The story starts in the Summer of ’79, actually, when My Beloved Bangalan and I were still unmarried but curious about each other. Mingling with the crowd just outside the Globe Cinema in Calcutta, I felt a tap on my shoulder and a female voice said, “Hi, how are you?”
A sort of weak and desultory conversation followed. I introduced My Beloved Bangalan to the girl who had tapped me on the shoulder.
“Rita, meet Pixie. Pixie, this is Rita.”
The short chat ended and as the Bangalan and I continued on into the cinema, she was curious. Naturally.
“Who was she?”, she asked.
“My cousin.”, I replied.
Consternation, that exists to this day, because she still talks about the day she first met my cousin sister.
Flashback, <tirrarara, tirrarara,tirrarara,tirrarara> to the Summer of ’69, in Ahmedabad, in the western Indian state of Gujarat. A 9-year old me is shown a photograph and told, “We’re all moving to Calcutta. You have cousins there. See here is your cousin sister”.
As I look at the black and white picture of a chubby, pretty girl in a white frock sitting on the grass surrounded by soft toys, an inflatable rabbit and a penguin, I’m wondering, “What the hell is a cousin?”
Cautious enquiries did not reveal much other than the fact that there was a boy cousin too. They were siblings of some sort, I gathered. But exactly why I’d never heard of such a thing and why they lived so far away in a strange city, I could not understand.
Then we left Ahmedabad in a Fokker Friendship F27. I sat at the window and watched the propeller turn slowly and gather up speed for my first flight ever. Soon we were in the lounge at Bombay Airport where we had a long wait. Then I had enough time to notice an even larger airplane, a Sud-Aviation Caravelle with rear mounted jet engines, that was quieter, smoother and which took us to Calcutta’s Dum Dum Airport. It was a strange name, a strange city and a strange man who said he was my uncle, a strange lady who said she was my aunt, a strange city with strange signs and a strange little car, a Fiat, I learned, with a strange speedometer – an orange bar that became wider or shorter with changes in speed that took us to a strange house and a big dog.
I found out later that the man was younger brother to my father and he worked in the same office as my father. Pixie and Nilu ( or to give them their real names, Anita and Neil ) met us regularly. Neil and I went to different ( rival schools ), both were younger than me by a couple of years or so. As I grew more aware I heard conversations and gathered slowly over the course of time that the two brothers had had disagreements in the past. A certain reserve was always present, between us. As we grew older cousinly visits on both sides became more sporadic and by the time Pixie tapped me on the shoulder 10 years later, the cousins had become quite polite and civil, but any warmth that had existed was missing. Shortly, thereafter, the cousins left for Dubai, including a third cousin, Vanita, who’d been born in the interim.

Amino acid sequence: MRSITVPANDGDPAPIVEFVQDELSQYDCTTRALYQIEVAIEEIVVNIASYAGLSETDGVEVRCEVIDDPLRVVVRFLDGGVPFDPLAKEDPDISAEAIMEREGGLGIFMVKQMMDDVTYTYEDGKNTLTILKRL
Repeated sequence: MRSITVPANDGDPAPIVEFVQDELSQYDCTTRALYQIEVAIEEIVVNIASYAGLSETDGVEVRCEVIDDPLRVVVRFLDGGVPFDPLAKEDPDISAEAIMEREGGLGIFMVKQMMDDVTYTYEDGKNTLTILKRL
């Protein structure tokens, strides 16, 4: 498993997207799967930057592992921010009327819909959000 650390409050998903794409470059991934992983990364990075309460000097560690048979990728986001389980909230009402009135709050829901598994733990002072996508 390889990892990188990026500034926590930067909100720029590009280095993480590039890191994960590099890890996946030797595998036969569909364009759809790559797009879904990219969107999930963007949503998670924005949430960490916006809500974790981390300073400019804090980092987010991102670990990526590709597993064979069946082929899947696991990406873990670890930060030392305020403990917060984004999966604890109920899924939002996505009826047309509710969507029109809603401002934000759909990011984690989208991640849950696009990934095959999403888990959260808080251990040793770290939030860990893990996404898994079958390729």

Flashforward <tirrarara, tirrarara,tirrarara,tirrarara> to the summer of ’97. I landed in Toronto, Canada, minus wife and kids who stayed back in Calcutta. Pixie reached Calcutta for a holiday and met up with My Beloved Bangalan and discovered that I had moved to Canada.
“Oh, he left in June? Neil also left for Canada around the same time!”
“Where is he, Toronto?”
“Wow, so is Ajesh!” < well, no one in the family calls me that, and my wife has her own name for me, but never mind all that now 🙂 )
And so, in the summer of ’97, I met Neil and his wife in Toronto, after many years. Shortly afterwards, his mother, my aunt arrived in Toronto and then Vanita, too. Pixie, an ardent fan of the NZ All Blacks lives in Auckland, NZ. Neil has three kids and we all meet up at regular family, festivals etc and we’re probably closer now than we were when we first met in the summer of ’69.
If you ask me now, however, what cousins meant to me growing up I could not tell you. Now, I guess, they’re just family.